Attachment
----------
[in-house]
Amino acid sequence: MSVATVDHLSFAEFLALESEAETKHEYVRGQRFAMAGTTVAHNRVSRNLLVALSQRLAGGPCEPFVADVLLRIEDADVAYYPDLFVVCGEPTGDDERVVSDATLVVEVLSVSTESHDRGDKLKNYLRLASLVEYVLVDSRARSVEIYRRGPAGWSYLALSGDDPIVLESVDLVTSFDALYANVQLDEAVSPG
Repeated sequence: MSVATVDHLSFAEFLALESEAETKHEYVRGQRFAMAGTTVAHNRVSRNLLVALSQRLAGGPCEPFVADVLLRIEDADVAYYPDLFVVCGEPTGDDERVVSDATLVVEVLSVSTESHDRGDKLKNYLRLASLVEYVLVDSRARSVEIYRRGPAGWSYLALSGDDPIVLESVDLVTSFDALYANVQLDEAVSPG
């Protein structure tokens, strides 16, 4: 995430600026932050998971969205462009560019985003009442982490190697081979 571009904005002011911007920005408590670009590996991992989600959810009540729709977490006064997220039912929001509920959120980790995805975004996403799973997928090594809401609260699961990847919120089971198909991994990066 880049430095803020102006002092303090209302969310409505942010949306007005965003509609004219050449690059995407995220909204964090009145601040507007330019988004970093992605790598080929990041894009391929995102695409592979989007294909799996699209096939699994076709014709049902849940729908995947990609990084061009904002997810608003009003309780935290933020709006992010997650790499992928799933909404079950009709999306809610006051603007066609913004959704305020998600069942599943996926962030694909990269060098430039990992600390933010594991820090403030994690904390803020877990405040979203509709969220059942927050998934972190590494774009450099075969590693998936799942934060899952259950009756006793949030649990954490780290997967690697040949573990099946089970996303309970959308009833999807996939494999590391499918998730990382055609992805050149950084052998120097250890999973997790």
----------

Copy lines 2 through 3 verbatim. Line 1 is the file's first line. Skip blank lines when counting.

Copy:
Amino acid sequence: MSVATVDHLSFAEFLALESEAETKHEYVRGQRFAMAGTTVAHNRVSRNLLVALSQRLAGGPCEPFVADVLLRIEDADVAYYPDLFVVCGEPTGDDERVVSDATLVVEVLSVSTESHDRGDKLKNYLRLASLVEYVLVDSRARSVEIYRRGPAGWSYLALSGDDPIVLESVDLVTSFDALYANVQLDEAVSPG
Repeated sequence: MSVATVDHLSFAEFLALESEAETKHEYVRGQRFAMAGTTVAHNRVSRNLLVALSQRLAGGPCEPFVADVLLRIEDADVAYYPDLFVVCGEPTGDDERVVSDATLVVEVLSVSTESHDRGDKLKNYLRLASLVEYVLVDSRARSVEIYRRGPAGWSYLALSGDDPIVLESVDLVTSFDALYANVQLDEAVSPG